The former tries to be surreal but it’s very concrete with standard concepts; the latter tries to be concrete while being clothed with surrealism, but fails to grab me where it hurts…
(Oh, wow, epic fail XD)
Wait, wait, let me back up a minute so you can withdraw that 10 foot pole. All right, let me explain.
My colleagues have already expressed their views on Madoka (see here and here). I more or less agree with them, except from my angle, what I think really fails is the lack of true excitement from it, on top of a failure to work my emotions. I honest don’t think the characters interest me that much; I like the concepts enough and it certainly is pretty new in the magical girl genre. Of course, I never finished Nanoha S2 or Nanoha Strike or whatever. So, I feel that it’s new to show the true nature of a magical girl contract. I dunno, though. I remember that even Sailor Moon hinted and touched upon territories where her friends were harmed because she was involved in the magical girl thing. So, I don’t really find the concept in Madoka that refreshing. It is true that very few anime talks about what essentially the contract in Madoka is, a contract with the devil.
I watched episodes 3 and 4, and the only reason I was feeling anything was because of the soundtrack. You have to understand, I’ve seen so many sacrifices, deaths of friends and other things IN ANIME (thank God not in real life) that a show really has to do its characters right in order to grab me when a character dies. Madoka lacks that. I’ve been lamenting that the problem with shows with less than 26 episodes is the lack of development for characters. In today’s anime world, the lack of budget and our attention span makes 26-episode-shows nearly impossible (though a lot of that is also because the waste of budget on unnecessary fan service episodes). What’s even worse is that a lot of 13 (or sometimes, 11) episode shows waste episodes on fillers that really don’t develop characters.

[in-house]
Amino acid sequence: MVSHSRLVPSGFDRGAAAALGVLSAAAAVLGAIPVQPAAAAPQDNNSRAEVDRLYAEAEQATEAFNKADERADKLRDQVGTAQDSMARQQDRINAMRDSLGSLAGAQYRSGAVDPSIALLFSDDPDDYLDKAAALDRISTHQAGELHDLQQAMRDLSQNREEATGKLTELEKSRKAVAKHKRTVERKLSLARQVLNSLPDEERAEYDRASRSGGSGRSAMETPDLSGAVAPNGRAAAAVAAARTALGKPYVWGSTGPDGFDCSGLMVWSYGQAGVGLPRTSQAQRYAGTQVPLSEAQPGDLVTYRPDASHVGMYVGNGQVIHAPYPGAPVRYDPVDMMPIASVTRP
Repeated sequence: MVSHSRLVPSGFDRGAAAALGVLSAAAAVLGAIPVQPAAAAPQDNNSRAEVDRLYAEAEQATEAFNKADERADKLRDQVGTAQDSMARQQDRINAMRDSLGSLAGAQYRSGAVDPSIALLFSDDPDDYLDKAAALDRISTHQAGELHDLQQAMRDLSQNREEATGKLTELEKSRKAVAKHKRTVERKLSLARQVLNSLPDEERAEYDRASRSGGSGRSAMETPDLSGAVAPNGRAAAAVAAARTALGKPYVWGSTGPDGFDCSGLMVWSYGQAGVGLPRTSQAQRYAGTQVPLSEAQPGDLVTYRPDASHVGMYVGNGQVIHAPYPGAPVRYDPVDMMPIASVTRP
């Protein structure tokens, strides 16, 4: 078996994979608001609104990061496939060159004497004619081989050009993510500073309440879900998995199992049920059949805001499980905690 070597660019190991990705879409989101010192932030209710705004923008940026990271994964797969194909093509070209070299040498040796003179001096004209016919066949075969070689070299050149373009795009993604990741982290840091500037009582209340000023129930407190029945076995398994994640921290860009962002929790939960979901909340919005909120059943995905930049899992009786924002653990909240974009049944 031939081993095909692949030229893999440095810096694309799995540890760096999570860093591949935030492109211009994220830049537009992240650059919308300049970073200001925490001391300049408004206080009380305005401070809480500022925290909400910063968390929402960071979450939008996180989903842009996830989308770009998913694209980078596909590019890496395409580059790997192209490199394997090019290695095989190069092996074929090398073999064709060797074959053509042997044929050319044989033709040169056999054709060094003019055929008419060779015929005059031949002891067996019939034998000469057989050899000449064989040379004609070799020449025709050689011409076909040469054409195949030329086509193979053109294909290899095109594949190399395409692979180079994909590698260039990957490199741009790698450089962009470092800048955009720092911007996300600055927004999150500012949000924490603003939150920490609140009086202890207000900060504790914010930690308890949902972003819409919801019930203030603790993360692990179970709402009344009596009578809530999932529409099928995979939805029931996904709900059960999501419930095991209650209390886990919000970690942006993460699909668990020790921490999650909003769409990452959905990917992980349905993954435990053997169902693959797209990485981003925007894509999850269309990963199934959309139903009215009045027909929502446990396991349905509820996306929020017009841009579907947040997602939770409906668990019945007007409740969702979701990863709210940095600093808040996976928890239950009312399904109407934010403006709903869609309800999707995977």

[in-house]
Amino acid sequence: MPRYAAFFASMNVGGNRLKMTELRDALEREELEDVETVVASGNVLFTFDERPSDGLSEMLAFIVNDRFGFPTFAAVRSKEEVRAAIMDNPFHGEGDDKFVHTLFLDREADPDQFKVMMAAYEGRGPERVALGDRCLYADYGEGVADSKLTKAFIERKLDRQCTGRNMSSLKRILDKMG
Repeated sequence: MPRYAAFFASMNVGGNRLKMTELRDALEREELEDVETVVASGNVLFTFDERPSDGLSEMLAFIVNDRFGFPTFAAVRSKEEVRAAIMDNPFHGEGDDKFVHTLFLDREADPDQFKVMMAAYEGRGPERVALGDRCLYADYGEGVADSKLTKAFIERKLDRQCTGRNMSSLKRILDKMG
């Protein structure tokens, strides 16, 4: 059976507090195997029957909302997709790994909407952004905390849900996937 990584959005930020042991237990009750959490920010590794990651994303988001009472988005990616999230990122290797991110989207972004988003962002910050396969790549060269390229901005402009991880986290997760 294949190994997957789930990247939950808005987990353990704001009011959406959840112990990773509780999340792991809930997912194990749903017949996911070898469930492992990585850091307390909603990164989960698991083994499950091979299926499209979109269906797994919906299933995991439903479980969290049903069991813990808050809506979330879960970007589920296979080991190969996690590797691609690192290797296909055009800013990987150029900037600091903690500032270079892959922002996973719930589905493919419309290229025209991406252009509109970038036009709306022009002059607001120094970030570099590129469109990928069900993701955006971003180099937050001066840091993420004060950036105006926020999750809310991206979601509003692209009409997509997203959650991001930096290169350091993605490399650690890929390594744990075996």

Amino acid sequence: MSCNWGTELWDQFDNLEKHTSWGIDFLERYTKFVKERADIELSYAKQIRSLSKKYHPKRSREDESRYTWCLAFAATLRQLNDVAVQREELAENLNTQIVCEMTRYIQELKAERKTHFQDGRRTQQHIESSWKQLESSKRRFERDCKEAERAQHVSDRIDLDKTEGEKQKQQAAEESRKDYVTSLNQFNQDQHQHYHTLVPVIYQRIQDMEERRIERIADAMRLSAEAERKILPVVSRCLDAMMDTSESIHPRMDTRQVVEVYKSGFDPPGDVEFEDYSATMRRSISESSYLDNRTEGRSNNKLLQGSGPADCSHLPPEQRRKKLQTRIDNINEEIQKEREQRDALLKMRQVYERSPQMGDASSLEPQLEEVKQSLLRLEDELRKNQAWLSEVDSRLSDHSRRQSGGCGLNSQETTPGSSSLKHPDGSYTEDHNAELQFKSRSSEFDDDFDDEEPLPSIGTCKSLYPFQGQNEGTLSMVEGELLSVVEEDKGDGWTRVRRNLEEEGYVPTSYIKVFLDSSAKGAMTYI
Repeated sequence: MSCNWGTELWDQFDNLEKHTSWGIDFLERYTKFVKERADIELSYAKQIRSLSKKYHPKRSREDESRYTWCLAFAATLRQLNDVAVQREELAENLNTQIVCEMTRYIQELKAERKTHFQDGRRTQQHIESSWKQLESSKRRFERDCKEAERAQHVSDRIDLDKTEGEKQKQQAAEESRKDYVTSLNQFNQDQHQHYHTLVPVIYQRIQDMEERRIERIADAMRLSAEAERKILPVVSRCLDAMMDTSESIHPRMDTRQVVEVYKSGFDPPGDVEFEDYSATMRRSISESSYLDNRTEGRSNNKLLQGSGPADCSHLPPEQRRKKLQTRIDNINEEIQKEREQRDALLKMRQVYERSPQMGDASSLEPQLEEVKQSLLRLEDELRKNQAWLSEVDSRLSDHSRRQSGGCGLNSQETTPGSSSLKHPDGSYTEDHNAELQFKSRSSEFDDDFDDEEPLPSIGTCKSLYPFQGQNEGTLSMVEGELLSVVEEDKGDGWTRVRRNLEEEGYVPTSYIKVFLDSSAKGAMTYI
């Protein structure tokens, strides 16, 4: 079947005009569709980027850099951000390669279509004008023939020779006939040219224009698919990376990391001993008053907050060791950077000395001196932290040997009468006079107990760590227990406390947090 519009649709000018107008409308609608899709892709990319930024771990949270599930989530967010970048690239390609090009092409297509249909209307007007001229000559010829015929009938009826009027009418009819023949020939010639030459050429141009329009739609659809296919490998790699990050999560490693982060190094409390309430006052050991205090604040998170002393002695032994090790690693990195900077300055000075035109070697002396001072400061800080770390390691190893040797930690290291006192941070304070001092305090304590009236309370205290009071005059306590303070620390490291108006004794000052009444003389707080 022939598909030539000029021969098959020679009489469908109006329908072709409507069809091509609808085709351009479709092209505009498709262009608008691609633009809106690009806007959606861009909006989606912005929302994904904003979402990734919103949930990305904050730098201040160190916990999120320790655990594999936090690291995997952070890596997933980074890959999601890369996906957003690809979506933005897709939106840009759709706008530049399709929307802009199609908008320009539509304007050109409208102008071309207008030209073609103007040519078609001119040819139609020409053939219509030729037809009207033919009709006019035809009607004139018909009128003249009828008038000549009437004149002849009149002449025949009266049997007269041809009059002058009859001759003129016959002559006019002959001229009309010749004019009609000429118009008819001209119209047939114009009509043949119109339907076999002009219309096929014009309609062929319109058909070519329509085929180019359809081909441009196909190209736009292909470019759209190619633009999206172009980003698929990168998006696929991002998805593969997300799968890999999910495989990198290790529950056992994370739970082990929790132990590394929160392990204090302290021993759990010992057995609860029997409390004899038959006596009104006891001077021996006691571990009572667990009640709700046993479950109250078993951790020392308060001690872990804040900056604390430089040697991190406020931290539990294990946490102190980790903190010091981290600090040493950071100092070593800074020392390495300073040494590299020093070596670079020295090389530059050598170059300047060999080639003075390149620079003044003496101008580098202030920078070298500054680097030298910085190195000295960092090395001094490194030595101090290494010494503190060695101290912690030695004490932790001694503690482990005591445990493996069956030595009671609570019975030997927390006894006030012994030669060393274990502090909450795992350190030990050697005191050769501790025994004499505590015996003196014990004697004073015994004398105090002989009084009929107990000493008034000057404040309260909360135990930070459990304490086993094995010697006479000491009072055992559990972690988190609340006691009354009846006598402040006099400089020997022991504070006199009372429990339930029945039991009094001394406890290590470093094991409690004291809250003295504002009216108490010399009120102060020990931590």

What I’m saying is that Mami or what’s her name dies too early.
What doesn’t help is the monster that kills her. Surrealism is one thing, ridiculous looking monsters that makes me laugh is another.
Before you accuse me to being insensitive, let me refer you to shows like Gunslinger Girl, or some episodes in Gundam Seed and Gundam 00, oh and Mike’s favorite show, in which there’s an episode where Shinji is forced to crush possibly the only person who really said “love” to him. For that episode, the fujoshis in Japan cried rivers for it not just for BL.
I know Madoka is not the same thing as Gunslinger Girl, but the ability to really create crushing sadness can be done in either genre. I just wanted more.
Now, onto Yumekui Merry.
It’s not a show that really stands out, even with its concepts about a nightmare trying to defeat other nightmares and sending them back to dreamland. At its core, it’s really a shonen show with a hero and heroine fighting and fighting some more. Of course, she finds out something that challenges their belief (in the most recentl episode).
I’m not a good guesser and when other people see something coming a mile away, I often miss it. I think some people already guessed the outcome of episode 5.
That said, my problem with the show is more about it’s presentation. It tries to be surreal with an interesting concept at its core, but it ends up being more normal than usual. People get possessed and they go out to save them.
There is one thing I really liked about episode 5. It’s when Merry answers the question about how long she has stayed in the human world. She gives an interesting answer and it does create a good impact on the audience.
Other than that, nothing much about the show strikes me. It’s a little slow. I’ll say this, though, because it is lower profile, my expectation for it isn’t as high.
My bottomline for these shows is this: I’ve never been a fan nor a hater of Shinbo’s work, so having Shinboism go surreal won’t make me squeal in joy. As for Merry, it needs something added to it.